Good PCI network diagrams, as seen below, should be easily understood by someone who is not familiar with the network environment and/or an information technology expert. People who are unfamiliar with the network should be able to easily identify systems, network segments, and the flows of credit card data that comprise your CDE.
Elements of a simple network diagram include:
- A clear indication of what is and is not in scope. Color-coding is very effective for this.
- A minimal structure with only necessary details. Start simple and add only as much detail as needed to represent the critical components of the CDE.
- A simple key that explains symbols, data flow paths, and color-coding.
It’s human nature to over-explain in an attempt to cover all our bases. While it’s important to present a full picture of your CDE, it’s just as important not to muddle the information with unnecessary, distracting details.
It clearly illustrates your CDE and the flow of cardholder data.
The keyword here is “clearly” and should go hand-in-hand with simplicity.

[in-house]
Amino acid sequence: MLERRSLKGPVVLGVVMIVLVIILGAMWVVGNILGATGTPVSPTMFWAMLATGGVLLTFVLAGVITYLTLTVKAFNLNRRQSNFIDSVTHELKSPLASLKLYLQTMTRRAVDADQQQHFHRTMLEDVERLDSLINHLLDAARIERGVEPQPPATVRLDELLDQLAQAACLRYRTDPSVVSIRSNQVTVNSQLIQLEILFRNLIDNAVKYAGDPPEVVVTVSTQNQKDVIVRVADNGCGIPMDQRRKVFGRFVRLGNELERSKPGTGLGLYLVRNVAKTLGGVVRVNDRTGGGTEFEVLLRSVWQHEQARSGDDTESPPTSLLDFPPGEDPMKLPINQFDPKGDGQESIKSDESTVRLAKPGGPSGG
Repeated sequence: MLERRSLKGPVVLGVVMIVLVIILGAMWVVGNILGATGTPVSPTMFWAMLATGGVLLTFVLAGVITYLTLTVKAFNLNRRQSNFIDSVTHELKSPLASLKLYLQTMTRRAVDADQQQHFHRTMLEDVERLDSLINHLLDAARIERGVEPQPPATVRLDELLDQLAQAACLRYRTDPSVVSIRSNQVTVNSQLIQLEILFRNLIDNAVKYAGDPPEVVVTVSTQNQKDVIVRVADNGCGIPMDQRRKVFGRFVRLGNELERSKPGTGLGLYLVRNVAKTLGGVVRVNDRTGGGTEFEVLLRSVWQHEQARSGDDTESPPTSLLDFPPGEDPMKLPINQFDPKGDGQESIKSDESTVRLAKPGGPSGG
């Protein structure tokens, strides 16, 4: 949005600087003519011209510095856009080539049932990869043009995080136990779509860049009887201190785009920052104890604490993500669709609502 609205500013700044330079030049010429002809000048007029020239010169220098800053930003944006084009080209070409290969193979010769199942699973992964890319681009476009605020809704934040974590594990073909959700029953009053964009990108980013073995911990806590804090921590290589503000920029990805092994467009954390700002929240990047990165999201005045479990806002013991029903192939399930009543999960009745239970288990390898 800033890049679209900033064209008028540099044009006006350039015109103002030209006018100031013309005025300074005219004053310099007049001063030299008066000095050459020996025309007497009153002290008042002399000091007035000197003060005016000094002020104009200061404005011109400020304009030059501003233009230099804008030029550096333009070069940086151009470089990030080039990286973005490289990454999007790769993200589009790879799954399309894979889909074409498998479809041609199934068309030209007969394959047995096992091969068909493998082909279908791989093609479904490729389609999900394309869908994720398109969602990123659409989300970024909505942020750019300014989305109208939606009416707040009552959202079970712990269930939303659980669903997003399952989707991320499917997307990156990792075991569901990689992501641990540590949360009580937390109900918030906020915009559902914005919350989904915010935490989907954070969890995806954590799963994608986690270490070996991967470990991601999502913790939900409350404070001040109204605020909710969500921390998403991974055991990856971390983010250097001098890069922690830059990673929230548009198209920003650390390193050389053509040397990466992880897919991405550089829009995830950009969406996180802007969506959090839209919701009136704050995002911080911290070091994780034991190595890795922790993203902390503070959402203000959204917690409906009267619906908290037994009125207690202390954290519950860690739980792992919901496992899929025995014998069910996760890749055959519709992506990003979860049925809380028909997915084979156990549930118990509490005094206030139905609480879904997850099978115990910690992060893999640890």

Your team will use symbols, pictures, and color-coding to illustrate your CDE and how data flows through it. Using appropriate symbols for types of systems or groupings of systems, and boxes or shading around network segments and physical locations is very helpful. Also, use brief descriptions of these elements (e.g. Internet Firewall, Account Database Server, or DMZ Network) in addition to or instead of system or network names. While FWADSRV001 may make perfect sense to you, to the unfamiliar reader it may not. As mentioned before, include a key with your diagram for others to easily decipher symbols and color-coding.
A common problem is that network diagrams show where systems are located and how they’re connected (meeting Requirement 1.1.2) but fail to illustrate how cardholder data moves through the environment (Requirement 1.1.3). It’s necessary to show exactly where cardholder data enters the corporate environment, how it travels through your critical systems and networks, where it’s stored (if applicable), and where it exits for processing.